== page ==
Wednesday, February 14, 2007

This Breaks My Heart

I used to live not too far away from John's Grill where this took place, and I would go in there from time to time for lunch, dinner, a drink, whatever. It wasn't the cleanest place ever (I once saw a cockroach on the wall upstairs during dinner) but it had character. Beyond that, you can't let one ubiquitous insect ruin a place for you.

I also love San Francisco. It's a very unique city, very European, and I like that. To top it all off I love books, language and literature, so this whole affair has me in arrears. Well, not really. But it is disappointing (and slightly comical at the same time, given the plot of the story).

Maltese Falcon stolen from restaurant

By Michael Kahn

SAN FRANCISCO (Reuters) - Where's Sam Spade when you need him?

Thieves have stolen a copy of the bird statue at the heart of "The Maltese Falcon" from the San Francisco restaurant used as a setting for the 1941 film classic starring Humphrey Bogart as the rough-and-tumble private detective.

The small, black figure was swiped over the weekend along with 20 vintage books, including copies of the 1930 Dashiell Hammett novel on which the film is based.

John Konstin, whose restaurant John's Grill bills itself as the "Home of the Maltese Falcon," said the thief broke into the case displaying the statue over the weekend. Konstin is offering a $25,000 reward for the replica's return.

While the statute is not the original movie prop, Konstin said he was offering such a big reward because this copy of the Maltese Falcon was signed by a cast member from the Bogart film.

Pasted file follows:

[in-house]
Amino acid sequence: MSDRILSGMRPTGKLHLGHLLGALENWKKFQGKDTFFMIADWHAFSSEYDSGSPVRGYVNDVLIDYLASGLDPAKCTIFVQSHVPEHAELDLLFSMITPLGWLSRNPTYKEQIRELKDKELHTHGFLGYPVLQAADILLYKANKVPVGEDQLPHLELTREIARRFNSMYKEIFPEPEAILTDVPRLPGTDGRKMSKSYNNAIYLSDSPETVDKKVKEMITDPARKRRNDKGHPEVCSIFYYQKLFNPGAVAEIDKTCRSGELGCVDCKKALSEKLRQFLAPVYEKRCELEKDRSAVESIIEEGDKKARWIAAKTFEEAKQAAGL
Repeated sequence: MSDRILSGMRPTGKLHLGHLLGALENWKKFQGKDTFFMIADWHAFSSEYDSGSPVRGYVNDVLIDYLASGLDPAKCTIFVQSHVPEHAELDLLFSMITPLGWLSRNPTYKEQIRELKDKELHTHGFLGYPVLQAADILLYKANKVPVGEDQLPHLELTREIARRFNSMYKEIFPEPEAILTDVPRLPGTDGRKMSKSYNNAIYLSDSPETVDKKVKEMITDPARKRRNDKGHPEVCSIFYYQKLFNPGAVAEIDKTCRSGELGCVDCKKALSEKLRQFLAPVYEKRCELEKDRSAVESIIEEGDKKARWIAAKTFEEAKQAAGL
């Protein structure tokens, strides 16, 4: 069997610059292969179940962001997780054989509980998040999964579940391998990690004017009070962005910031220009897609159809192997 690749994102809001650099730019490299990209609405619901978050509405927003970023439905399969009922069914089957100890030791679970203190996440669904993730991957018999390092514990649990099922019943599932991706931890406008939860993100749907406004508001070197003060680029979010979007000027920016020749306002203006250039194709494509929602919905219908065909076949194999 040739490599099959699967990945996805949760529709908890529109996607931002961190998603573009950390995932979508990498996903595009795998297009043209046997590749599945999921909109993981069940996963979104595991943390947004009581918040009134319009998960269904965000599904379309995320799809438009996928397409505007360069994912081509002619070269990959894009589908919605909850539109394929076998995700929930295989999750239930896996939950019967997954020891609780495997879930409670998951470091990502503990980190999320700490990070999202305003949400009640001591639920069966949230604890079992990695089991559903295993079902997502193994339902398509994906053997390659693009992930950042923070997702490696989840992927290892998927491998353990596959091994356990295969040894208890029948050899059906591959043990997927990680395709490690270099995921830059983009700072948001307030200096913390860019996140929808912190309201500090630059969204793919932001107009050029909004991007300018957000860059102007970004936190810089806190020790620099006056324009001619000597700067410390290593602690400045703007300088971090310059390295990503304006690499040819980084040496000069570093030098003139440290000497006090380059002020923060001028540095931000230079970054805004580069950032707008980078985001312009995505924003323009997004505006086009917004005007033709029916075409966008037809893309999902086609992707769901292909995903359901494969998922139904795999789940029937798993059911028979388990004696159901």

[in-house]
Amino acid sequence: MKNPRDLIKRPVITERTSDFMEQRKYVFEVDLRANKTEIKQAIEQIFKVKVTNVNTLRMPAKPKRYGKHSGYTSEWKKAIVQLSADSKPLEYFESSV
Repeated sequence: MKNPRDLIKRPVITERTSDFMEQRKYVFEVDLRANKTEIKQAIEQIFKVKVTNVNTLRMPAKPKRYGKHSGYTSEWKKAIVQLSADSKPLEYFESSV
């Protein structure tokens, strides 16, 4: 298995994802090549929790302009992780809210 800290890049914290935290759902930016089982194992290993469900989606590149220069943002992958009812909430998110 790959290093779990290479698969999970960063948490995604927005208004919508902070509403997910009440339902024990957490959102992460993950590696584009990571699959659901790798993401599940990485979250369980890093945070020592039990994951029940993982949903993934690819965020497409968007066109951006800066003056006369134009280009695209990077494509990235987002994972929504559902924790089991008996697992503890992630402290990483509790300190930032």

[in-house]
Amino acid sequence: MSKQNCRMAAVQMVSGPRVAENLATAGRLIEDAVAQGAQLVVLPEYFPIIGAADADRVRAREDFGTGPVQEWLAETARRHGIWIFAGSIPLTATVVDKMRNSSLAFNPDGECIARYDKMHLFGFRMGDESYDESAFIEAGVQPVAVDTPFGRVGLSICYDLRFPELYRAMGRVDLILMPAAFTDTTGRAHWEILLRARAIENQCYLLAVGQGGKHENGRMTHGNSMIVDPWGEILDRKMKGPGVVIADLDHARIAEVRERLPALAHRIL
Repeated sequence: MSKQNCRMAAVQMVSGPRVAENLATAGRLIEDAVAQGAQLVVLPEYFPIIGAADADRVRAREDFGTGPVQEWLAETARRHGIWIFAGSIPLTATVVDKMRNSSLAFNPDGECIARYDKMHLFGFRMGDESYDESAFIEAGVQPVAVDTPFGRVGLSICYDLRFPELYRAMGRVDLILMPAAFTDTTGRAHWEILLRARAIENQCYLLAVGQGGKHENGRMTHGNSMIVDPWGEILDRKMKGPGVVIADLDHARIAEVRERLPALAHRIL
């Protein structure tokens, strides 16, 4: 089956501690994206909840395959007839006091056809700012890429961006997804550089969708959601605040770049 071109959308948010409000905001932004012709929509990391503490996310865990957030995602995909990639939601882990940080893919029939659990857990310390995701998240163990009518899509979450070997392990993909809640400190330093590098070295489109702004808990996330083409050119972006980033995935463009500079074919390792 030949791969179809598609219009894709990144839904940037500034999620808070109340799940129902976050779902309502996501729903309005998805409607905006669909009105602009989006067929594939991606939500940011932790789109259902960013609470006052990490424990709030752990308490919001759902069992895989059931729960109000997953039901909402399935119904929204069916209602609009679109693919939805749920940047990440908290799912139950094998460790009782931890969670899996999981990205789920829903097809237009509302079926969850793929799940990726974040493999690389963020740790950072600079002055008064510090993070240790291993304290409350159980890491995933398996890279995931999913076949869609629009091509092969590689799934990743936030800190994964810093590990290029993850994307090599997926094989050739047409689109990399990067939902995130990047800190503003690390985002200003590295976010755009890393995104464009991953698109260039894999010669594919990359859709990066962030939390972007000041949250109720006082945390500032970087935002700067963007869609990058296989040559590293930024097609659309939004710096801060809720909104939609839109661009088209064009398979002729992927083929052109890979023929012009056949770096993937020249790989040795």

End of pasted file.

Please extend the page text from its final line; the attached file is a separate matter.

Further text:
"We want it back because of the historical and literary significance," Konstin said in a telephone interview. "It means a lot to us."

The novel is considered the most famous example of hard-boiled fiction and was a major influence on writers like Raymond Chandler. The movie helped define the film-noir tough-guy hero of the 1940s and 1950s.

In the story, Spade sets out to track the killer of his partner, Miles Archer. In doing so, he meets up with a colorful cast of liars, cheats and crooks ready to murder to get their hands on the statue, which they believe is made of solid gold hidden by black paint but turns out to be a fake.

Richard Layman, a Dashiell Hammett expert who has published six books on the former detective-turned author, noted that Hammett refers to John's Grill in the book and Spade goes there for lamb chops before being sent on a wild goose chase after a girl.

He also said Hammett likely ate there in real life because he lived near the restaurant and the Pinkerton detective office where he once worked was also nearby.

"The irony is that it is a copy that people are so upset about," he said in a telephone interview. "I'd go after the fat man and the pretty girl," he added in reference to two of the story's villains.